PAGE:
The 17 elements comprise essential components for a host of modern necessities including phones, computers and other communications and electronic devices, electric vehicles, batteries, renewable energy and military defence.

China already mines over 70% of global supply, according to 2018 data from the U.S. Geological Survey, and that doesn’t include illegal Chinese production. The U.S. relies on China for 80% of RE compounds and metals. America imports another 11% from Estonia, France and Japan, but that stuff’s “derived from mineral concentrates and chemical intermediates produced in China and elsewhere,” the USGS added.

The risks of an all-out trade war might be demonstrated by the 2010 East China Sea conflict, where China and Japan both claim the islands of Senkaku. When a Chinese fishing boat captain felt emboldened to twice ram a Japanese naval vessel, Japan arrested him. Within days, China banned all rare earths exports to Japan, crippling its globally important but RE-dependent manufacturers. China also imposed heavy cutbacks and duties on exports to other countries.

China-U.S. trade tactics highlight rare earths peril and potential

A Greenland Minerals MOU would commit the
proposed Kvanefjeld mine’s total RE production to China.

Desperate for RE supply, some non-Chinese manufacturers relocated to China. Meanwhile Western resource companies strove to develop alternative supplies. By 2013 two new mines reached production, Lynas Corp’s Mount Weld in Western Australia and Molycorp’s Mountain Pass in California. The following year the World Trade Organization ordered China to drop its export restrictions on rare earths, as well as tungsten and molybdenum.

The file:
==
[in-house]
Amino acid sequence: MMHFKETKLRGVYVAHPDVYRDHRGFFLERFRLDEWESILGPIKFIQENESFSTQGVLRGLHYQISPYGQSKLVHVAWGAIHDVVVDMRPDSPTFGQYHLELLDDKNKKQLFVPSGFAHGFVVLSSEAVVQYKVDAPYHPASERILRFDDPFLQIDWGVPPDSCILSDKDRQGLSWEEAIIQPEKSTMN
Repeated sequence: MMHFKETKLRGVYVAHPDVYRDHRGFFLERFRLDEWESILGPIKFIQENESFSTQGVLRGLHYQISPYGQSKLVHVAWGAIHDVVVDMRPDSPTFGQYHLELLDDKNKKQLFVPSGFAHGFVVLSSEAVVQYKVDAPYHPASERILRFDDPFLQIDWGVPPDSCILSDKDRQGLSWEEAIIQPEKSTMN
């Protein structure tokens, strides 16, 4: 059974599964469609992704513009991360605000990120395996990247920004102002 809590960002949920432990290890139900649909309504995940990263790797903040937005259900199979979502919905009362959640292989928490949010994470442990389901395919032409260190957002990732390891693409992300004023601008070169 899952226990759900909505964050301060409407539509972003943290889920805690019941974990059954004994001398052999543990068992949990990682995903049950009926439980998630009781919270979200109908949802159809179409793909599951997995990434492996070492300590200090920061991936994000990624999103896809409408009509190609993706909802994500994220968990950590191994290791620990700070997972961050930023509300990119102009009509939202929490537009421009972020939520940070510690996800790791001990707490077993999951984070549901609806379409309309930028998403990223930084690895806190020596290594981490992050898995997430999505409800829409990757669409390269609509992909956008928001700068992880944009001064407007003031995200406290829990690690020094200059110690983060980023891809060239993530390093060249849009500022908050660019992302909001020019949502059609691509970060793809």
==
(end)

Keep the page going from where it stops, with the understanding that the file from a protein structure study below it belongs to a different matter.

China complied with a vengeance, flooding the world with cheap RE supply. America’s WTO victory proved Pyrrhic as a burgeoning non-Chinese supply chain failed to compete. The most salient casualty was Mountain Pass, which suspended operations during 2015 bankruptcy proceedings.

The mine resumed production in early 2018 under new owner MP Materials. But with China’s Shenghe Rare Earth Company a minority shareholder, North America’s only RE producer exports its entire output to China.

Lynas, meanwhile, remains committed to serving non-Chinese markets through a non-Chinese supply chain. But skeptics might consider the company’s strategy precarious. Plans announced last week include a refinery in Texas that’s merely at the MOU stage, an AU$500-million financing commitment that appears inadequate to the company’s needs and an unconvincing proposal to meet a Malaysian ultimatum with alternative ideas.

Home to Lynas’ refining and separation facility, Malaysia insists the company remove over 450,000 tonnes of radioactive waste by September or face a shutdown. The country also wants future Mount Weld material rendered non-radioactive prior to arrival. (Update: On May 30 Malaysia’s prime minister said the government will likely allow Lynas’ plant to continue operation, according to Reuters.)

China-U.S. trade tactics highlight rare earths peril and potential

At a northern Quebec rare earths deposit, Commerce
Resources’ Ashram project moves towards pre-feasibility.

An AU$1.5-billion takeover bid from deep-pocketed giant Wesfarmers might offer a made-in-Australia solution. But Lynas has so far held itself aloof.

The CEO’s commitment to non-Chinese markets, however, differs from some other Australian companies. ASX-listed Northern Minerals, self-described as “the first and only meaningful producer of dysprosium outside of China,” has committed the total production of its Western Australia Browns Range project to China, apparently at the behest of minority shareholder Huatai Mining. Last August ASX-listed Greenland Minerals signed an offtake MOU with majority shareholder Shenghe Resources, which would give China the proposed Kvanefjeld mine’s total RE production.